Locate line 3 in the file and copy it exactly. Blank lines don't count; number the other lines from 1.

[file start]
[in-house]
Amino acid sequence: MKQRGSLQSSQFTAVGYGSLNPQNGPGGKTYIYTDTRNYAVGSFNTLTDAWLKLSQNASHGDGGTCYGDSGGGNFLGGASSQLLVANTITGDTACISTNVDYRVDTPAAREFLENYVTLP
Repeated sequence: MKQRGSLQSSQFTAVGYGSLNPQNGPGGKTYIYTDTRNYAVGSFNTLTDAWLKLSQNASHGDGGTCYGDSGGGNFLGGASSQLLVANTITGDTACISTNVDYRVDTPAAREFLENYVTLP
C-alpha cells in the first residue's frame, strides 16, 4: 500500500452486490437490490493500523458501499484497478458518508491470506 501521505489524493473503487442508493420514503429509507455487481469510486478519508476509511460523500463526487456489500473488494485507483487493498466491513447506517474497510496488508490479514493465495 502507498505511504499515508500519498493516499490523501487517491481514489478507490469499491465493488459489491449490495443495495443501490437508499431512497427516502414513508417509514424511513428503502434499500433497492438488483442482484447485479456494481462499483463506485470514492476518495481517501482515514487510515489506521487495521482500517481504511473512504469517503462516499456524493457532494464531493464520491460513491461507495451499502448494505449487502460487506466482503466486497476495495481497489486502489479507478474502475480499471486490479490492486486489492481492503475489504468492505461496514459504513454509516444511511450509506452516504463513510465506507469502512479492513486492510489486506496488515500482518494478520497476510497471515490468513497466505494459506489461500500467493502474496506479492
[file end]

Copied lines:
Repeated sequence: MKQRGSLQSSQFTAVGYGSLNPQNGPGGKTYIYTDTRNYAVGSFNTLTDAWLKLSQNASHGDGGTCYGDSGGGNFLGGASSQLLVANTITGDTACISTNVDYRVDTPAAREFLENYVTLP